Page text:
Suburban peace vs. pedal power

Sudbury group sounds alarm over proposed bike trail

Email|Print|Single Page| Text size + By Sarah Schweitzer
Globe Staff / July 5, 2008

SUDBURY - Looking out at a lushly wooded area beyond a stone wall on her 100-acre estate, Carole Wolfe's face darkened. There, in the distance, she said, nervously pointing a finger, stretches a former rail corridor that, if some have their way, could bring trouble upon this town where her family's roots date to Colonial times.

"Instead of solitude," Wolfe said, "you'd be having people."

Wolfe is among a band of vocal Sudbury residents raising the alarm against a proposed bike trail along a pathway where trains once chugged.

Opponents of the "rail trail" say the path would draw hundreds of thousands of bicyclists who would bring with them noise and other disruptions into what is now a pristine landscape. Hordes of bikers, walkers, and rollerbladers would scare away wildlife, they say, and invite crime from trespassing to vandalism and assault.

"We don't have neighbors nearby," said Marianne Maurer, whose family's tree farm is bisected by the proposed bike trail. "If something happened, no one would hear us yelling."

The Sudbury trail would be a segment of the proposed 25-mile Bruce Freeman trail beginning at the Lowell-Chelmsford line and winding to Framingham. With gas prices escalating and alternative transportation increasingly popular, bike trail supporters say their decades-long push for the trail is now a no-brainer. Connecting to major mass transit hubs, such as the West Concord commuter rail terminal, it would provide a good alternative to driving, they argue.

"The public benefit far outweighs any other concerns," said Tom Michelman, president of Friends of the Bruce Freeman Rail Trail, honoring the late longtime state representative from Chelmsford.

The trail would be part of a web of more than 100 miles of bike trails planned for Massachusetts that state officials say could one day permit riders to bike 120 miles from Lowell to Westfield, or along the Mystic River to the beaches of Lynn. The big vision has proved challenging to knit together, with efforts often meeting intense local opposition.

The drive to build the Freeman trail gained significant momentum in October when ground was broken on a portion of it - a 6.8-mile run through Chelmsford and Westford. Concord residents, after a fractious debate at Town Meeting in April, approved a preliminary design for the trail segment that would run through that town. Framingham, at the southern tip of the proposed trail, has just begun appraising, at selectmen's request, the cost of purchasing the right of way owned by CSX Corp. where the trail would run, said Julian Suso, the town manager.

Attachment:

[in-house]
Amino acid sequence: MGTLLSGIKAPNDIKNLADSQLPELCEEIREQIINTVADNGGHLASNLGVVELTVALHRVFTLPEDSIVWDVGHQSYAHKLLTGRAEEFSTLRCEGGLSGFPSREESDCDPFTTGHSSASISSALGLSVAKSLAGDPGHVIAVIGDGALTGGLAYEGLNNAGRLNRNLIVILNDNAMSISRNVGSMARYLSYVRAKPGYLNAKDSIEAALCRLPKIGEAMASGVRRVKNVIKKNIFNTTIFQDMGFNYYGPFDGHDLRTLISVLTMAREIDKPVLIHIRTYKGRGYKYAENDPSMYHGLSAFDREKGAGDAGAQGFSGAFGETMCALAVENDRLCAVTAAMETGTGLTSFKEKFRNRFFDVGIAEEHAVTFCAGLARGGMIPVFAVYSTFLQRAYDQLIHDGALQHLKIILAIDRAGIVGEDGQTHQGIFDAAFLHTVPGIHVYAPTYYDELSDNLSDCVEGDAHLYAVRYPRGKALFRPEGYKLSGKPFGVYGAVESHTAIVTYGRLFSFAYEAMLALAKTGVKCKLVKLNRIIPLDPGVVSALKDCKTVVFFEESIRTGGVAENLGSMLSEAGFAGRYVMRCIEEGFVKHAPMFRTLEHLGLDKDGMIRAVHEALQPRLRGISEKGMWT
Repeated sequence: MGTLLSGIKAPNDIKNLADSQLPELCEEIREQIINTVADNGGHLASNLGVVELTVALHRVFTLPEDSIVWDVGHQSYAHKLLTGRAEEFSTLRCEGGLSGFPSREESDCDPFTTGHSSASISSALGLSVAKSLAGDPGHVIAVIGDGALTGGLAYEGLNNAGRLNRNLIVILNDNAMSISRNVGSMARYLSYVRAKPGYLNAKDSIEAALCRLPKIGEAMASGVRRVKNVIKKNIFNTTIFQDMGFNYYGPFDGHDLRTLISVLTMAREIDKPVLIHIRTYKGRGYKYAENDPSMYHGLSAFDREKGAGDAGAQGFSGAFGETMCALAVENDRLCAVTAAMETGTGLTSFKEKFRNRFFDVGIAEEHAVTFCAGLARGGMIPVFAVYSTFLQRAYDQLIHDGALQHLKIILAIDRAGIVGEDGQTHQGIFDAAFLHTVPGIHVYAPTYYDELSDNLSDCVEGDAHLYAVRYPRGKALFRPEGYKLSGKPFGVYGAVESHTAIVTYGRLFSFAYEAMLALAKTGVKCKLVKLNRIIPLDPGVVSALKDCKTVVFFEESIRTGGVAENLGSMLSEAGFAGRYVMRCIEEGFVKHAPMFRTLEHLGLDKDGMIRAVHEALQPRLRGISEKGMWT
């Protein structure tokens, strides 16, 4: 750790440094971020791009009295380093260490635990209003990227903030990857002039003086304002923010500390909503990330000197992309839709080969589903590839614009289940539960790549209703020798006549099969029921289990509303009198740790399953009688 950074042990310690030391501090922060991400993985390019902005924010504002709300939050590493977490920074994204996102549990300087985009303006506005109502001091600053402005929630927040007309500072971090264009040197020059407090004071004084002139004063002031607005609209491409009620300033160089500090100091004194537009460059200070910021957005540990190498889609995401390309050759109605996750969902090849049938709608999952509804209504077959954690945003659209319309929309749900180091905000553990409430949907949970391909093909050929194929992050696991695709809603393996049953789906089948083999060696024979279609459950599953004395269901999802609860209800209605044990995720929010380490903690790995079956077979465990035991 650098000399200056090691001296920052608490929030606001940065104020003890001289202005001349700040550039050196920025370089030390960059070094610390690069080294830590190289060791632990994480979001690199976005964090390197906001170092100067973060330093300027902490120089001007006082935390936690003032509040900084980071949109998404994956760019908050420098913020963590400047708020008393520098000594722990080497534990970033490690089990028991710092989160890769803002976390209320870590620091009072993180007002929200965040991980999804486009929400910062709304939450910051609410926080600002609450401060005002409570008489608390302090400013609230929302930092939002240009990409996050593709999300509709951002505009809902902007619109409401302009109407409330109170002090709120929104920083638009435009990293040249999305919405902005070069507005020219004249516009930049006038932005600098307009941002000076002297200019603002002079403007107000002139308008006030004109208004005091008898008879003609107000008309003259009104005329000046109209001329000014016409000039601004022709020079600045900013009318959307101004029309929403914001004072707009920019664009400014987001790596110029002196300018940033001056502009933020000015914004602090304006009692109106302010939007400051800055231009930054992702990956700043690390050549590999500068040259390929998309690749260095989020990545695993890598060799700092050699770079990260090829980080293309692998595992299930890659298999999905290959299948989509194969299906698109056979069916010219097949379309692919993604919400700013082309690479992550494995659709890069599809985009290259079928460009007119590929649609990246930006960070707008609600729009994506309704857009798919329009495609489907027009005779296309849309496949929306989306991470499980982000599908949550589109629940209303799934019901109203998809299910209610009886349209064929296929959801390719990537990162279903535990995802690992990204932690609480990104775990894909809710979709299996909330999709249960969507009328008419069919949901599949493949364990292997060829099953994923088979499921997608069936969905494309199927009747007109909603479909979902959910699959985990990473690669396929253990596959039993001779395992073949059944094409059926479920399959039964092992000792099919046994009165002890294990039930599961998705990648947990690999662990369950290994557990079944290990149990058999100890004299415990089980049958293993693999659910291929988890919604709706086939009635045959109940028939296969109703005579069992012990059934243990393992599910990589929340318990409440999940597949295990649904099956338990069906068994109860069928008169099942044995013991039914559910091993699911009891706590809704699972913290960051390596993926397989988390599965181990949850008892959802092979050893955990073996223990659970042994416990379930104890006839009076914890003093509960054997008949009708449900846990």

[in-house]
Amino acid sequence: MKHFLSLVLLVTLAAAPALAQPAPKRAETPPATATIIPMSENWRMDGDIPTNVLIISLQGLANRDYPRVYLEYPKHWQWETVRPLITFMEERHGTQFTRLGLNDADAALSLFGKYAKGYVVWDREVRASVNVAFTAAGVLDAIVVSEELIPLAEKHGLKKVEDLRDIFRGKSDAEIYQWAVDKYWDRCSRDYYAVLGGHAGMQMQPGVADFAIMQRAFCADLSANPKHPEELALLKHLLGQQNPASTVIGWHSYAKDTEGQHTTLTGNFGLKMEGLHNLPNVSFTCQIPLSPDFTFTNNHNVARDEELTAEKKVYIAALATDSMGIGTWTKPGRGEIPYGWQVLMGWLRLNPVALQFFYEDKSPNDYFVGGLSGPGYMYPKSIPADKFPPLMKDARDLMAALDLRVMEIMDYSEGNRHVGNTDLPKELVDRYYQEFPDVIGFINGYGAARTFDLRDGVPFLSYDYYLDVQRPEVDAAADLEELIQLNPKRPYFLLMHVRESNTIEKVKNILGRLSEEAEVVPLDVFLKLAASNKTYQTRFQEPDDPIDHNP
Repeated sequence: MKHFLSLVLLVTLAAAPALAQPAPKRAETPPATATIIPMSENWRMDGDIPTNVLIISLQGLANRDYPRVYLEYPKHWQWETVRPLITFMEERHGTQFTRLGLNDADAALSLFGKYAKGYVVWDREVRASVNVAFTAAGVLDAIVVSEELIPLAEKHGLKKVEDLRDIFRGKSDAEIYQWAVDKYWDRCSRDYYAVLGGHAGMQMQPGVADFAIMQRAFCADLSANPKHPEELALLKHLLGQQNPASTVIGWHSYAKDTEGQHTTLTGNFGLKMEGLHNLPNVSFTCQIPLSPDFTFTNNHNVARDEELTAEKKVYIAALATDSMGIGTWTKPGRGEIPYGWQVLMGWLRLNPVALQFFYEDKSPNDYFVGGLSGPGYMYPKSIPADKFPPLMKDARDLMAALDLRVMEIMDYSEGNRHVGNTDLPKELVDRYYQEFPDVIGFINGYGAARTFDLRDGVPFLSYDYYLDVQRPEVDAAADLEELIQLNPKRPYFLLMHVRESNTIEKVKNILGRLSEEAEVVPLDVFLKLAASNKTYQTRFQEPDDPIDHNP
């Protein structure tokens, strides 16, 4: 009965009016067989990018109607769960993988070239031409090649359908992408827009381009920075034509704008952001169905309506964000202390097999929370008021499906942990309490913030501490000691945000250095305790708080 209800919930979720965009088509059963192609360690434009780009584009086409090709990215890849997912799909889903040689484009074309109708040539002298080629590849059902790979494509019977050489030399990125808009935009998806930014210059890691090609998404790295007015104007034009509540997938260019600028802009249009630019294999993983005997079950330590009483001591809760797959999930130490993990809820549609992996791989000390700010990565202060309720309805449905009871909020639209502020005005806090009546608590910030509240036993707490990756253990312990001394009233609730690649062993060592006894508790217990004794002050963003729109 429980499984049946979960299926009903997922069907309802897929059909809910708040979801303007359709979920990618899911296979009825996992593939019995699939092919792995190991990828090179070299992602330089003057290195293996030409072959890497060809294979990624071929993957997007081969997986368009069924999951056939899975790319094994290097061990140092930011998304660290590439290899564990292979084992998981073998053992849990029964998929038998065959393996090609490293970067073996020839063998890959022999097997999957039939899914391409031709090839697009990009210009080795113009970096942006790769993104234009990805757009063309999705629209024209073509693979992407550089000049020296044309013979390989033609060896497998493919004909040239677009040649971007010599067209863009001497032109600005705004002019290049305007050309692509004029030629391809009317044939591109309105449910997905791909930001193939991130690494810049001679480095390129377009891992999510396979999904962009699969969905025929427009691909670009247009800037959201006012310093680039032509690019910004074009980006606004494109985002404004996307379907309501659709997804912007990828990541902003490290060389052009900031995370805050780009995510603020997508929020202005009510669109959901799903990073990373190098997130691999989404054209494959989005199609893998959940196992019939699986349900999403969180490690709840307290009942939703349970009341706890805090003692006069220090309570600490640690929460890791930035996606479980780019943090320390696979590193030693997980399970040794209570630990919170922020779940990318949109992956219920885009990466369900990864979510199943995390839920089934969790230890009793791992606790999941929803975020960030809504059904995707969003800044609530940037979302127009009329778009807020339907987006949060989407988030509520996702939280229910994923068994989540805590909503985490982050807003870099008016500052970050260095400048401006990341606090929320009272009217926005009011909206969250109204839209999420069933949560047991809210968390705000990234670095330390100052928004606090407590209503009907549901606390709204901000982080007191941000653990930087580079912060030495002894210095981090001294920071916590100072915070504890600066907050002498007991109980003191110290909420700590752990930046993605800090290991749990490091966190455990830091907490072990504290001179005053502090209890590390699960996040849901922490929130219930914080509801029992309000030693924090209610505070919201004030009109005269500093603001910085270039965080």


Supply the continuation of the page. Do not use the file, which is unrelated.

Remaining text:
Sudbury remains a holdout. The wealthy hamlet of stately Colonials and rolling farmland, where change comes slowly, could obstruct plans for a continuous path. Opponents of the rail trail in Sudbury - who created Sudbury Citizens for Responsible Land Stewardship to fight the plan - say they are prepared for a lengthy battle. Jim Nigrelli, president of Sudbury Citizens, called the rail-trail advocates "strong-minded"; other opponents are more blunt.

"It's like a cult," Maurer said.

Already, the fight has been marked by aggressive maneuvers. Maurer said she has covertly monitored e-mail communications among the trail's supporters, hoping to gain a tactical advantage. Nigrelli said that a supporter of the trail accused his group of stealing supporters' signs from town center. He denies the charge. The woman filed a police complaint and police showed up at his house, but the matter was resolved without further action, he said.

Some opponents have gone so far as to make unusual threats. If the trail is built, some said, they will sell their land to developers who want to build dense clusters of affordable units.

Both sides allege that the other side has mischaracterized the issue.

"This is not some little footpath," said Nigrelli, a statistician who works in the healthcare industry. "This is a large, state-undertaken project."

He pointed out that the trail would probably be paved and measure at least 10 to 12 feet in width.

Dick Williamson, an MIT physicist and leading supporter of the bike trail in Sudbury, believes that opponents have bandied about environmental concerns as fronts for their real worries of losing privacy.

"Only a small percent are concerned about the environmental impact," he asserted.

Williamson said he is cheered by the progress town officials have made in negotiations to purchase a right of way from CSX Corp., which owns a portion of the rail corridor in Sudbury. He also is encouraged that voters have given the green light for the town to embark on several studies needed for approval.

The study results are expected to be complete by next year - meaning that the issue of whether to fund a design plan for the bike trail could go to voters as soon as Town Meeting in April.

Foes say they are prepared to do whatever it takes to keep the measure from coming to a vote. Should it make it to a Town Meeting ballot, they vow to defeat it.

As far as Maurer is concerned, a better solution is for bikers to get their exercise indoors.

"My whole theory is: Go to the gym that you got the membership for and that you know you are not using," she said.

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